Understanding the history of policing in the US African community is important to developing an analysis and thus the ability to predict whether this system is salvageable or needs to be completely reimagined.

Part II of this series will trace modern policing among African-American to its 1703 ancestral roots in Deep South human trafficking and enslavement called “Slave Patrols.”

Code Black Alert: Boston:

Boston police officers disproportionately observed, interrogated, or searched black residents from 2007 to 2010, according to the preliminary results of a study commissioned by the department that were released Wednesday.

“This study shows evidence not just of racial disparity, but of racial bias,” said Matthew Segal, legal director of the ACLU of Massachusetts, which collaborated with the Boston Police Department on the genesis of the study, and on Wednesday released its own analysis of the data. “That is really alarming.”

Code Black Alert: New York:

Another day, another brutal police assault for the crime of standing on the street while Hispanic. Santiago Hernandez, 23, has accused a half-dozen NYPD cops of punching, beating and kicking him as they investigated a noise complaint – really?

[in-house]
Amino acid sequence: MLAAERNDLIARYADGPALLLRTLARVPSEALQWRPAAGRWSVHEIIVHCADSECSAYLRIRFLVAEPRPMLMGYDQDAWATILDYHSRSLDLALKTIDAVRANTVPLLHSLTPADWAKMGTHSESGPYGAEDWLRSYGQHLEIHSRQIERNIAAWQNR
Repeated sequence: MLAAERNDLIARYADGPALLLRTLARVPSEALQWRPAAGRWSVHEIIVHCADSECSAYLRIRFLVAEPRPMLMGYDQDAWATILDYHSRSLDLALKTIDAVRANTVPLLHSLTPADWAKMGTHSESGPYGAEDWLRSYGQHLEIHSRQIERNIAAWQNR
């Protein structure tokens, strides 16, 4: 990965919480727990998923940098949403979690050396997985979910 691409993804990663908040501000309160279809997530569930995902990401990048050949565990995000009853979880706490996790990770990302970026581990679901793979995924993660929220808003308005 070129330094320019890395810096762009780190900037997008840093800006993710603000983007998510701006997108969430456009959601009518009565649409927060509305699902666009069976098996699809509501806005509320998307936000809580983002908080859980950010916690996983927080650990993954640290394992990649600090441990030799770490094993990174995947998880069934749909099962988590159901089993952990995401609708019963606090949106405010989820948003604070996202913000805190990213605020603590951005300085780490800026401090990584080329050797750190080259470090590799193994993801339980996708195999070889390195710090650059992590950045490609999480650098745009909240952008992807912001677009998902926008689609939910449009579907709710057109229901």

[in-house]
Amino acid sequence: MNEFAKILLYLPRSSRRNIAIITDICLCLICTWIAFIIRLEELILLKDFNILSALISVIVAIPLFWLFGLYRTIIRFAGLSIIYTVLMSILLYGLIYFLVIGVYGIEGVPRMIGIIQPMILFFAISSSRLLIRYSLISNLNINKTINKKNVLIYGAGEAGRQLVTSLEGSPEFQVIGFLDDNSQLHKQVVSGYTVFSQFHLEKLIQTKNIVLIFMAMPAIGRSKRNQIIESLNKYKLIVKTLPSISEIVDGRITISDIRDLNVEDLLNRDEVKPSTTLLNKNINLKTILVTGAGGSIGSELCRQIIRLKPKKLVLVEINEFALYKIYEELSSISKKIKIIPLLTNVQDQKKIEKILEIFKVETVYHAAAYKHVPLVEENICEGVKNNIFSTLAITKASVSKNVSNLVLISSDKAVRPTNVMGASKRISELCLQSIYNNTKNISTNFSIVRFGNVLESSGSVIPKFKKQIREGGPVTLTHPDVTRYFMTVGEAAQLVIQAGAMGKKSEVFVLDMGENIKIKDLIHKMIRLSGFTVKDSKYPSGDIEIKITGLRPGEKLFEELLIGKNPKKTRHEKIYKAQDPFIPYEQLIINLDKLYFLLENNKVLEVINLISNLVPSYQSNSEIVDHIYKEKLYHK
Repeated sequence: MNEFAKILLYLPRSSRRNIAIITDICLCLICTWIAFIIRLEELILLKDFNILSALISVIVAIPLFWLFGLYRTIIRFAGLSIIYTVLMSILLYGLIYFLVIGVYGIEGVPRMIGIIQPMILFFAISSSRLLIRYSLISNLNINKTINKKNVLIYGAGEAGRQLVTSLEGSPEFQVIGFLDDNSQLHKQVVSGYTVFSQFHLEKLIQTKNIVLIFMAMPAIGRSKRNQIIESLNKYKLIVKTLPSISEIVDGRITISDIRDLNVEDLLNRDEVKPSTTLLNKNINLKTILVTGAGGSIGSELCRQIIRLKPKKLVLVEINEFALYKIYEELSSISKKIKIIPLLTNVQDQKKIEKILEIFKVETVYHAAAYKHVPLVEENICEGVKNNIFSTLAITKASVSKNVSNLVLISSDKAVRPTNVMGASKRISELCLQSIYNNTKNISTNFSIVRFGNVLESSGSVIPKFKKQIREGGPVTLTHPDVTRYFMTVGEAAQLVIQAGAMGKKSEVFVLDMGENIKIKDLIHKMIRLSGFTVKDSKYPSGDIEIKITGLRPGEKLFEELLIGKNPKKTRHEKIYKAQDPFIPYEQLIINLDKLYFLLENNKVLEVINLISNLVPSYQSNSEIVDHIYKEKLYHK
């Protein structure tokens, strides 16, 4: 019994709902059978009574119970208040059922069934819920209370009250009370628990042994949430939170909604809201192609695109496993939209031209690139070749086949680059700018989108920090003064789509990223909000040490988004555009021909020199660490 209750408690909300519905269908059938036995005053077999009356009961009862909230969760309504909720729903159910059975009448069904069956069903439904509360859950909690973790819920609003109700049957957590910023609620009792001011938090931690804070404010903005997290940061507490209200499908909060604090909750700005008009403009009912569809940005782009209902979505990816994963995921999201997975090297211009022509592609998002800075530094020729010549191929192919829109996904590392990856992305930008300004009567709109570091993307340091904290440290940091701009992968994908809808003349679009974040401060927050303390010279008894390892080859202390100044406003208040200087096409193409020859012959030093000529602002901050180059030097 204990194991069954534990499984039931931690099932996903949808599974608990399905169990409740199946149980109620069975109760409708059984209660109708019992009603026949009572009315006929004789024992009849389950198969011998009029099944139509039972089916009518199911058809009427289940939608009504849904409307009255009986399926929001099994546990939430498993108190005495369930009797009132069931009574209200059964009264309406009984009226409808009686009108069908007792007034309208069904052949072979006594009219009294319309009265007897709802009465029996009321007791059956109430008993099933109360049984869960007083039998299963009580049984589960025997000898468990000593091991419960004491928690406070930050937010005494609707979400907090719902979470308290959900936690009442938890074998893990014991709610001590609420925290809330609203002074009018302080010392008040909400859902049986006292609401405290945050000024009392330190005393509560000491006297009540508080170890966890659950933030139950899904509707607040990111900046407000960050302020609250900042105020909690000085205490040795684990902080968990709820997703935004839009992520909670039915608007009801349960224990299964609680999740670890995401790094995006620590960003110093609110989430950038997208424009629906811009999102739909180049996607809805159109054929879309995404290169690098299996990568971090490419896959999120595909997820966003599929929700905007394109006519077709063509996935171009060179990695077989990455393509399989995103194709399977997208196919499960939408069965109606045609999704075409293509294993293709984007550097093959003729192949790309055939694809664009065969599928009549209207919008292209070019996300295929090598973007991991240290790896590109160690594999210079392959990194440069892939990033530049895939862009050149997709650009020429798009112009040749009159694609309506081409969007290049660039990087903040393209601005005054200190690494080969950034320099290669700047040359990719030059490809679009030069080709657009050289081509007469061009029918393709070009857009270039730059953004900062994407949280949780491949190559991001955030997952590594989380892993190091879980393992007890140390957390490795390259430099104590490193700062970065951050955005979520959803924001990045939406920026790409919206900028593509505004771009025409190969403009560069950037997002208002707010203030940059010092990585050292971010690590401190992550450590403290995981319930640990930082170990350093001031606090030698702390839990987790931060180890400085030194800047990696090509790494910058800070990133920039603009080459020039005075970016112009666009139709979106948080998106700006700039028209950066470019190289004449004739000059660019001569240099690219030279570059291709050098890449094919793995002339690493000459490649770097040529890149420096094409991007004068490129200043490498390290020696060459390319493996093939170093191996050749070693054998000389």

Code Black Alert: New York:

The family of 17-year-old Marcel Hamer has released a cell-phone clip of a plainclothes New York City police officer hitting the teen while he lies in the gutter… Hamer’s family says he has suffered from memory loss, dizziness, and headaches ever since. See YouTube.

Code Black Alert: Georgia:

A grand jury in Georgia has declined to charge any of the cops in a SWAT team’s botched drug raid who threw a stun grenade into the crib of 19-month-old Bounkham “Baby Bou Bou” Phonesavanh, thereby severely burning him, detaching his nose from his face, disfiguring his mouth and possibly causing him brain damage.